We are heading out
into the desert
after a day of journeying
We are tired
and here we go again
into the desert
to create a solo circle
and sit alone in the dark.
Our guide told us
Watch how the ego
wants to deny you
a new experience.
Stay with what you’re feeling.
Wish us luck!
For today’s NaPoWriMo prompt we were encouraged to write a poem with long lines. We were given Whitman as an example; I took a look at his “Song of Myself” and discovered his lines were twenty syllables long. The Irish poet Ciaran Carson was also mentioned. He takes his inspiration in part from the seventeen syllable haiku and strives to make each line clear, simple and concise like a haiku… Wow, okay…hmmm. Long lines, huh? I think I can do this.
It is Spring, almost May, and chilly
for a spring day–
and so I wore a sweater.
The morning dark, early the skies were gray
and continued this way
up until noon.
I sighed in dismay, and shivered
watching the trees sway
against the somber spring sky.
But then I watched my sun
run the ball, laughing at play
delightful noise and chaos.
In spite of the cold mind-mood
spring weather I can stay
and call this moment precious.
It was so cold for so long
I thought you would never get here
And then you teased me
for a few delicious days.
Then suddenly, mercilessly,
Old Man Winter came back and cackled,
placed icy hands around my poor heart and squeezed.
I just about lost all hope as I struggled to break free
of that cold, bony death grip…
But now you’re back,
I’m hesitant now.
Before I celebrate your return I must know–
How long will you stay?
The prompt for today: write a review. It was really open-ended. I thought I’d write a review of this spring. It ended up being more of a confession than a review, but that’s okay. Poetic license.
What the hell?
I just couldn’t help it. The weather hasn’t felt at all springlike to me, and I’m really missing that gentle spring warmth that makes this season my favorite. When I saw that the NaPoWriMo prompt for today encouraged us to write a tercet with only six syllables, I said to myself, “I know what I’m writing about.”
People hurrying, bundled,
running to the warmth of their homes.
But there are those without homes.
I wonder about the homeless;
I hope they will find shelter tonight.
Already this year,
six people in Baltimore have lost their lives
because of the bitter cold.
On this Valentine’s Day,
my heart breaks to think of it.
What can I do now but send metta?
May all beings be safe
May all beings be free from suffering
May all beings have mental and physical happiness.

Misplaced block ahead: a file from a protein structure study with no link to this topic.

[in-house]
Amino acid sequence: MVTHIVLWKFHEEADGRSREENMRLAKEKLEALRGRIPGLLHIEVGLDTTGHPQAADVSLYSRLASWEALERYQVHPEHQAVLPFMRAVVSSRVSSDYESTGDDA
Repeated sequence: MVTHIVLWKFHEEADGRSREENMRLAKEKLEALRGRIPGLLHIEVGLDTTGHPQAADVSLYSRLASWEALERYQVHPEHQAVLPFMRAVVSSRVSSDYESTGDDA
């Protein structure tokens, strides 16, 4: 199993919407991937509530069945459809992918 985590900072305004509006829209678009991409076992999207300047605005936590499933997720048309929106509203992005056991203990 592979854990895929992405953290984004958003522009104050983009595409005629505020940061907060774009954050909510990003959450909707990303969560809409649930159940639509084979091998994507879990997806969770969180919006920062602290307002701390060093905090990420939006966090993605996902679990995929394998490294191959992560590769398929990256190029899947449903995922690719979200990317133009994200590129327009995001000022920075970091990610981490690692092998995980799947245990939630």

May all beings be at ease.
May all beings be happy.
and the shadows begin to lengthen into the street.
Little wisps of smoke
curl out of the neighbor’s chimney,
mingling with the wind’s frigid kiss.
The golden sun shines bravely
through the winter chill
and promises that one day
it will be warm again.
Inside our furnace runs almost continuously
trying to keep up with our desire for comfort,
I wonder about the homeless.
I hope they have some warm place to go.
I wish for them every comfort that they need–
shelter, clothing, food, community.
For one moment
both of my children are quiet,
and I have this little moment to myself
to look around and see all that I have.
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It’s too late in the year for snow to be falling
But somehow as we left the restaurant to go back home tonight
That’s just what was happening.
Driving home in driving snow, visibility low,
it could’ve been January or February.
My seat warmer on, heater blasting,
wishing for gloves? In April?
Oh, the humanity!
Someone give Mother Nature the memo.
It’s spring, and it’s supposed to be warm.
The 70 degree days flow into 50 degree nights.
That’s the way it’s supposed to be, right?
In spring I look forward to sitting on the porch and sipping tea
Or watching my children dig in the dirt of the back yard.
But not today…no, the rains came steady and unrelenting
And in the evening the rain gave way to snow.
The ivy my husband planted in the hillside
will be crying for mercy tonight
as the cold weaves its frozen fingers
into delicate cell walls newly rehydrated
Who knew the temps would fall to 27 degrees–in April?
Will the ivy survive?
I’m just glad to be inside. Alive.
I’m grateful for warmth and shelter.
Isn’t this the kind of thought I should be having in December?
Ah well, it’s April and it’s snowing.
Certainly a spring I will remember…
On the heels of the daffodils blooming
and the pink saucer magnolias unfurling,
cherry blossoms reveal their delicate centers.
Stretching across the emerald green seas of neighbors’ lawns,
forsythia hedges burst bright like yellow curtains.
And now snow fall, in April,
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to remind us nothing is certain.